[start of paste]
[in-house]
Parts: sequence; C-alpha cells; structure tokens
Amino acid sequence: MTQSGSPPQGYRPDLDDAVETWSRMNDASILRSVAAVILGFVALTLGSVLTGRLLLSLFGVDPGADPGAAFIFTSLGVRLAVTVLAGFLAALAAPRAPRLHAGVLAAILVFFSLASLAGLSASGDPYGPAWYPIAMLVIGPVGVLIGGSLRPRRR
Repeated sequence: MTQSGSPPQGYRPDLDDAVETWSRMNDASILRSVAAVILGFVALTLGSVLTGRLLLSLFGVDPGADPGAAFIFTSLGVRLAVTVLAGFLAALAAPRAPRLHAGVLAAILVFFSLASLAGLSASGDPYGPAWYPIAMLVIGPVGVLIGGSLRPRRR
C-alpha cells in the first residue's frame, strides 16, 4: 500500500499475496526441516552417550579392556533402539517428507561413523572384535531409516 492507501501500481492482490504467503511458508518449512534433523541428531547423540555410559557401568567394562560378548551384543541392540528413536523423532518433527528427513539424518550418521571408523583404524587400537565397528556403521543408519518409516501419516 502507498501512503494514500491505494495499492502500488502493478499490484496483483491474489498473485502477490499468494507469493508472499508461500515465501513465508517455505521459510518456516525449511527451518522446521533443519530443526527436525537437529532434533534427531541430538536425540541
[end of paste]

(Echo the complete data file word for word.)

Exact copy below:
[in-house]
Parts: sequence; C-alpha cells; structure tokens
Amino acid sequence: MTQSGSPPQGYRPDLDDAVETWSRMNDASILRSVAAVILGFVALTLGSVLTGRLLLSLFGVDPGADPGAAFIFTSLGVRLAVTVLAGFLAALAAPRAPRLHAGVLAAILVFFSLASLAGLSASGDPYGPAWYPIAMLVIGPVGVLIGGSLRPRRR
Repeated sequence: MTQSGSPPQGYRPDLDDAVETWSRMNDASILRSVAAVILGFVALTLGSVLTGRLLLSLFGVDPGADPGAAFIFTSLGVRLAVTVLAGFLAALAAPRAPRLHAGVLAAILVFFSLASLAGLSASGDPYGPAWYPIAMLVIGPVGVLIGGSLRPRRR
C-alpha cells in the first residue's frame, strides 16, 4: 500500500499475496526441516552417550579392556533402539517428507561413523572384535531409516 492507501501500481492482490504467503511458508518449512534433523541428531547423540555410559557401568567394562560378548551384543541392540528413536523423532518433527528427513539424518550418521571408523583404524587400537565397528556403521543408519518409516501419516 502507498501512503494514500491505494495499492502500488502493478499490484496483483491474489498473485502477490499468494507469493508472499508461500515465501513465508517455505521459510518456516525449511527451518522446521533443519530443526527436525537437529532434533534427531541430538536425540541